Scores of politicians, business executives, entrepreneurs and Washington insiders filed into the Congressional Auditorium of the Capitol Building for today’s swearing-in ceremony of the Congressional Black Caucus. Celebrating its 40th Anniversary during this legislative session, the so-called “Conscience of the Congress” hasÂ grown from 13 members four decades ago to 43 today. The event,Â represented a passing of the torch as Rep. Emanuel Cleaver II, a former Kansas City mayor who has served in the House since 2005, was installed as the CBC’s new chairman, replacing five-term Oakland, California legislator Rep. Barbara Lee.
This year’s ceremony was vastly different in tenor than the event two years ago when a new era was proclaimed with the historic election of President Barack Obama — one of the CBC’s own — and the Democratic Party gaining full control of the House and Senate. After the past two years of political wrangling that Cleaver says “turned the People’s House into a venomous venue,” the Democrats followed President Obama’s agenda and passed the 800 billion stimulus package to reboot a withering economy, a revolutionary health care package and comprehensive financial reform, to name a few key planks. Today,Â “the political tsunami that occurred on Nov. 2,”Â as Rep. Donald Payne (D-NJ) referred to the outcome of the congressional mid-term election, has ushered in a conservative Republican regime in power of the House with an agenda driven by an influx of ultra-conservative Tea Party members and a focus on recapturing the White House.
Cleaver inherits the CBC as the 112th Congress begins another tumultuous session. Before opening day, incoming House Speaker Rep. John Boehner (R-Ohio) and House leaders have already made it clear that they plan to dismantle Obama’s agenda. Republicans outlined a 20-day plan that includes a vote to repeal the hard-fought health-care law within the next week. Considered a symbolic act since Democrats still control the Senate and Obama would veto such a measure if it reached his desk, their next move would be to defund key provisions. The next battleground will targeting spending cuts and, possibly, use of the March 4 expiration of the temporary funding of the federal government as a lever in upcoming budget negotiations with the White House.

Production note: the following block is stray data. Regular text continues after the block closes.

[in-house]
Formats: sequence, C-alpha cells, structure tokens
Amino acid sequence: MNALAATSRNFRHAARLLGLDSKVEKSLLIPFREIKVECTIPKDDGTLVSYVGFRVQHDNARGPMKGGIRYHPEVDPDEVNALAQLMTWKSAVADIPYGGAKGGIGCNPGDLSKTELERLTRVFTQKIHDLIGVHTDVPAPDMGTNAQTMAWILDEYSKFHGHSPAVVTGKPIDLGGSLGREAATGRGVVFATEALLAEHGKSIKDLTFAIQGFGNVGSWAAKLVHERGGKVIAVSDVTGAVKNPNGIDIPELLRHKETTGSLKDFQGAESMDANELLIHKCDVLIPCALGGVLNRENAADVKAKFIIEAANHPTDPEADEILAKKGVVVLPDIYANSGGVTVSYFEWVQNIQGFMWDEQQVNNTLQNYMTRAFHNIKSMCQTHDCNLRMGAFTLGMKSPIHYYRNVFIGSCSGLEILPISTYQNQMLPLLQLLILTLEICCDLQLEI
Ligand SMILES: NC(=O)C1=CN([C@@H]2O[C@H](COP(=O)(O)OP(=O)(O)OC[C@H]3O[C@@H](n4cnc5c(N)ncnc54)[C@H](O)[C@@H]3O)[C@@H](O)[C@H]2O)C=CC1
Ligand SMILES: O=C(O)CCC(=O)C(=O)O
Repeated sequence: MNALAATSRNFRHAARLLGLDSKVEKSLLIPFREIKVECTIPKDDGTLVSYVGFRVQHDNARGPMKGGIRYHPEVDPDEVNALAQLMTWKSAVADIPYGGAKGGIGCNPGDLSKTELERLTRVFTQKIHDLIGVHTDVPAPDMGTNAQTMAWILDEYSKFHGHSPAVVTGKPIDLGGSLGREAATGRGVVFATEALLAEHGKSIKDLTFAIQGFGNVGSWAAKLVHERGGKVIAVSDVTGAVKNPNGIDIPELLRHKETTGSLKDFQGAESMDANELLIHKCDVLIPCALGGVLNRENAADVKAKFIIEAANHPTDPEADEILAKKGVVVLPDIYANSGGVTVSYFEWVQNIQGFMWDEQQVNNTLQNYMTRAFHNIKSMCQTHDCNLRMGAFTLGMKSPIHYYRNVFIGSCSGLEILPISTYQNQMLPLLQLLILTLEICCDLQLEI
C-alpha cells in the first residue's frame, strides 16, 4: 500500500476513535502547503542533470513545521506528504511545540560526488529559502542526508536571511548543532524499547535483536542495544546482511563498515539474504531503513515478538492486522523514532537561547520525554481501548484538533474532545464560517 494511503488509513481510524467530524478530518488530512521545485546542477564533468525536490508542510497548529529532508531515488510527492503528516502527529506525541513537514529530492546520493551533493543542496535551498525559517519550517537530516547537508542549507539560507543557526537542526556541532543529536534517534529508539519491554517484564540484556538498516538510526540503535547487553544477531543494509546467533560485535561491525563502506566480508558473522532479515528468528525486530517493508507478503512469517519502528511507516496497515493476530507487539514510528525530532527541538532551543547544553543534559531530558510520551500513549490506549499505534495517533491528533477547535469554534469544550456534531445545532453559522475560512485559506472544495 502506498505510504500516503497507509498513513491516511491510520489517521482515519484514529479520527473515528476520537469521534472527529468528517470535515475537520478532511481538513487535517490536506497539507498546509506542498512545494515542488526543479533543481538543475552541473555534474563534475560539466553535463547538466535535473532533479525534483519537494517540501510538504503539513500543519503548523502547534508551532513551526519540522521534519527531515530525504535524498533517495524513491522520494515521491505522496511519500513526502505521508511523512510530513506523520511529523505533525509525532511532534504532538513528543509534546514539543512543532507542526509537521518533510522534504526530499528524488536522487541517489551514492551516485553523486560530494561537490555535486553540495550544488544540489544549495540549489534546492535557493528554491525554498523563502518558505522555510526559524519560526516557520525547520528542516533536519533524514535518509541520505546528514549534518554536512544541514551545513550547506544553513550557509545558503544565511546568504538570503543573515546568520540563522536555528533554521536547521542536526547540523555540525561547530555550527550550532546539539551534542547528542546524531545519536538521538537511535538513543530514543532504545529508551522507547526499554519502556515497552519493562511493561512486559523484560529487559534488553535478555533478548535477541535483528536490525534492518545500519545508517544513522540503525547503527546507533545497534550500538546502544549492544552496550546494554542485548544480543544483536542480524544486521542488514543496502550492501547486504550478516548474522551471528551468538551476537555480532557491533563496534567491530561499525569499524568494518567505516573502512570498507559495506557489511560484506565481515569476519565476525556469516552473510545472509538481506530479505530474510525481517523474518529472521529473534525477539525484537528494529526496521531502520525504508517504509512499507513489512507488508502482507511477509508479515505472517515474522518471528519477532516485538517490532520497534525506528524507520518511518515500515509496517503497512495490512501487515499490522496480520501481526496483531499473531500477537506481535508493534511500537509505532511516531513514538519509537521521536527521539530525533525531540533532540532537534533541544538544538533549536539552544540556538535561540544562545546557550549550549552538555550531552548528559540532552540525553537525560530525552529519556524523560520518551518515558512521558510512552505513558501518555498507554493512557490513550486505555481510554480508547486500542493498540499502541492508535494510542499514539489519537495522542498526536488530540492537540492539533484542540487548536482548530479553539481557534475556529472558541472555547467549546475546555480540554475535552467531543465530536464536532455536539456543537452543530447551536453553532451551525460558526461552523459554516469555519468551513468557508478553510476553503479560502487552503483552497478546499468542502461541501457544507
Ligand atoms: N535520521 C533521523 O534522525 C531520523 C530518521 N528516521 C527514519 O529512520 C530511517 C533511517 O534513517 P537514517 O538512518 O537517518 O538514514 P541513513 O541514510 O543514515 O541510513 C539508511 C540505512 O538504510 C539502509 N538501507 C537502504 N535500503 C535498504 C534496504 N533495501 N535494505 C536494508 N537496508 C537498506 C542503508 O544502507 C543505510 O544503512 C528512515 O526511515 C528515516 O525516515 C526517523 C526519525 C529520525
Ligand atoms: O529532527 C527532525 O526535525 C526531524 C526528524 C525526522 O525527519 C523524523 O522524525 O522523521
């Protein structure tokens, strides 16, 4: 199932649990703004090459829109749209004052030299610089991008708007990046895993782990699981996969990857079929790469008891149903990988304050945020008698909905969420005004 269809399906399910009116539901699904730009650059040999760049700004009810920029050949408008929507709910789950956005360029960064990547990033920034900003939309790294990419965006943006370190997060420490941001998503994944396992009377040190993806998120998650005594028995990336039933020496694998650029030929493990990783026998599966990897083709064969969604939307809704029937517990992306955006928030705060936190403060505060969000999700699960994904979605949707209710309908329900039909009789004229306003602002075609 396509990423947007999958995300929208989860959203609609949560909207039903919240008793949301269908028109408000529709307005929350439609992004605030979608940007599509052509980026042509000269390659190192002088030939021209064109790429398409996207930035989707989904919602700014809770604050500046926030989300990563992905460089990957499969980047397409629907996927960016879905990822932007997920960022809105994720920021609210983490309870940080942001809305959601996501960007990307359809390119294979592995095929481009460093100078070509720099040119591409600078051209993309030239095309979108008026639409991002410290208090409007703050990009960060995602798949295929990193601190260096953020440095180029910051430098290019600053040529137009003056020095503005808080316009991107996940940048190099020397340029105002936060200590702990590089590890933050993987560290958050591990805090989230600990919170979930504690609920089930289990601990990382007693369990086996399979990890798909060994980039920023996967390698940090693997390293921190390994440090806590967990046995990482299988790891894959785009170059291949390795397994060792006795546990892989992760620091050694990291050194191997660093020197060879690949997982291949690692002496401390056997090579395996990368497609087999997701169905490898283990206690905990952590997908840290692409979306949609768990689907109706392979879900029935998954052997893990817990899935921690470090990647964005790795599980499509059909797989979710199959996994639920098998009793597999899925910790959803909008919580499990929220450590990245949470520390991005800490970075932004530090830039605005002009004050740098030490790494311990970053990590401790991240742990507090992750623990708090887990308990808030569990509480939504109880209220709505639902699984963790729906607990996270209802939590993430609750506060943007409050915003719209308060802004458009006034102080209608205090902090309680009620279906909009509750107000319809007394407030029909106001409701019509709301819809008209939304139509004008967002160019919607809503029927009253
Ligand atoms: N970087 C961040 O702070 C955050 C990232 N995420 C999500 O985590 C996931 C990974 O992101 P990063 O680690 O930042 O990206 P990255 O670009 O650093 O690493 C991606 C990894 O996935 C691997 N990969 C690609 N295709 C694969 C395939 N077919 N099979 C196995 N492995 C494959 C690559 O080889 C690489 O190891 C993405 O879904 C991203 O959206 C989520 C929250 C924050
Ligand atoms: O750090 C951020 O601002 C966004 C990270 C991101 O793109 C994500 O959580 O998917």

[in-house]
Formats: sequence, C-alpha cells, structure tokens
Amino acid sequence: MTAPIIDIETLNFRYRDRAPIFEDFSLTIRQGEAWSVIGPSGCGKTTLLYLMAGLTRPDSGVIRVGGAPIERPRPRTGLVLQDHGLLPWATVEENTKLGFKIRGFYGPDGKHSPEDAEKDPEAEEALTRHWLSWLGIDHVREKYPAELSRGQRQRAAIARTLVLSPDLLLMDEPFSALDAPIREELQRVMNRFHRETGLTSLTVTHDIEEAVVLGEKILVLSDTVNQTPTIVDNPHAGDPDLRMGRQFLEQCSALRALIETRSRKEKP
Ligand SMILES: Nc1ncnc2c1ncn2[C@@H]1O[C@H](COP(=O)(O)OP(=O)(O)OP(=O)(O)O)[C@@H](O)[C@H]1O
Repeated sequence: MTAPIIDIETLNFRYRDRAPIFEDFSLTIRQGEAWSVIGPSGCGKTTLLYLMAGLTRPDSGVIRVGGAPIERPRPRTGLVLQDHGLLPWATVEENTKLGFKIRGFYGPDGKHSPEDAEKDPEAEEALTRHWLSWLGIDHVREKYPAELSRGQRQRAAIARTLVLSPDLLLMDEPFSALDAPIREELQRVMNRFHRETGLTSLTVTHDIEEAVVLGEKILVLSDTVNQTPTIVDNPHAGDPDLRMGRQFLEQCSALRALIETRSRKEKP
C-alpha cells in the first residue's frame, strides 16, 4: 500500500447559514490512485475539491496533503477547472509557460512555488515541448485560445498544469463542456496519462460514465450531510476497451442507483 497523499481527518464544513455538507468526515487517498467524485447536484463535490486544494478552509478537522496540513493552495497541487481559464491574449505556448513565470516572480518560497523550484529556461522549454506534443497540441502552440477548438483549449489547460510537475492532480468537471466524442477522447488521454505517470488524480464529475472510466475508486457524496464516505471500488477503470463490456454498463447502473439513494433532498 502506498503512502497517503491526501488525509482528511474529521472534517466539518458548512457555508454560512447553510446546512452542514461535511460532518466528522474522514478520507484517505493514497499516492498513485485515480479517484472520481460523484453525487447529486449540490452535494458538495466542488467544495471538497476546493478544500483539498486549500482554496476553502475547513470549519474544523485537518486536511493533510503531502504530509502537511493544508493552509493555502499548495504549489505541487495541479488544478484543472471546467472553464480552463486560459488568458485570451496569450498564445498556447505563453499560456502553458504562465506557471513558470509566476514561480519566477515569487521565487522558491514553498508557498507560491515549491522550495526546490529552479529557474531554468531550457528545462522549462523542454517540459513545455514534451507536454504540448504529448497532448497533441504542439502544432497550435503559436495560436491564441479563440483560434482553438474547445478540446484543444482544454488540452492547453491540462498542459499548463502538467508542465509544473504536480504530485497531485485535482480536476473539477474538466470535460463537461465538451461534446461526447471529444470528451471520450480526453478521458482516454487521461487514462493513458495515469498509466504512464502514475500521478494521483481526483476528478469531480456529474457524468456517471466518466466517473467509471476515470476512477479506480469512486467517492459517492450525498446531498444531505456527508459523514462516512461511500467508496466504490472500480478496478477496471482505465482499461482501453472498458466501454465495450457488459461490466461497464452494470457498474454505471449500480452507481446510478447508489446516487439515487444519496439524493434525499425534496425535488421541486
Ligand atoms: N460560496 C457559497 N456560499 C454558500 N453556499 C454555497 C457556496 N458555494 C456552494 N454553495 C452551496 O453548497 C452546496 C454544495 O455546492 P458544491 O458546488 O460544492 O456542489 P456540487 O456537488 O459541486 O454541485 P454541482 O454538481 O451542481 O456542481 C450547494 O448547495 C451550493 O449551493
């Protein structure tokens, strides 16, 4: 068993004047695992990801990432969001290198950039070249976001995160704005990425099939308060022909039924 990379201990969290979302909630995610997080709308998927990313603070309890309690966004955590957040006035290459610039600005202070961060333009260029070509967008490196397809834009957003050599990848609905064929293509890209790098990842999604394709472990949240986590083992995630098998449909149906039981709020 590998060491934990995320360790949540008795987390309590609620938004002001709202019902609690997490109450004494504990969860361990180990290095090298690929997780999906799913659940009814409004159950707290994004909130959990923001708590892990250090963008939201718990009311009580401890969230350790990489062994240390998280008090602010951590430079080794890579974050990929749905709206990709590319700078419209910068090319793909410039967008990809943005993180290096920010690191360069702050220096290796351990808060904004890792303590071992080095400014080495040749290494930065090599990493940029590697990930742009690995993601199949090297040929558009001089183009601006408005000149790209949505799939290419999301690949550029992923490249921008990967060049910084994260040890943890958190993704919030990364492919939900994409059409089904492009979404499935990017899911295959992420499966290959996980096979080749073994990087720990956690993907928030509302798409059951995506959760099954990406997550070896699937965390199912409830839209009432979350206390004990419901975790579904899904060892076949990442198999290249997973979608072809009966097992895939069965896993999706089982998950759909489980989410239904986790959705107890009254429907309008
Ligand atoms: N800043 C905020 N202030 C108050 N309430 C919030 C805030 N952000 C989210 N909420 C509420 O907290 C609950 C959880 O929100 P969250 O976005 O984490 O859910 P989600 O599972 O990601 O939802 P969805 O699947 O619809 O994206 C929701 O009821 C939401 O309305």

In addressing the gathering, he calledÂ the 43 CBC members also sworn in today “Wall Builders” fighting for opportunities for all Americans. In fact, one member, Florida Rep. Alan West is a Republican who owes his congressional victory to Tea Party support.
Upon gaining the CBC chairmanship, Cleaver said he was asked by some in the media whether the CBC, the only caucus not to lose a single member in the midterms,Â is “relevant in this “post racialâ€ era?”. His response: “To that spectacular assertion, I must politely say, come again?The long and laborious march toward a society that cares not about the issues of race will eventually arrive at its destination. But today is not that day.” He then proceeded to rattle off the CBC’s legislative achievements during the past session, including creation of the Office of Minority and Women Inclusion in each federal financial services agencies; fighting for African American farmers to gain $1.15 billion in its settlement with the federal government; and obtaining funding for historically black colleges and universities.
In answering charges that the CBC had not fully committed to the Obama Administration over the past two years, Cleaver asserted,”Let it be clear. We are strong supporters and partners with this White House and although there have been times and there might be others where we disagree, unlike some – we want our President to succeed and we’ll do all in our power to ensure that he does.”
Read more of our political news coverage:
- Obama ends 2010 on a high (despite mid-term shellacking)
- CBC opposes Obama tax plan
- Kwame Kilpatrick’s most scandalous moments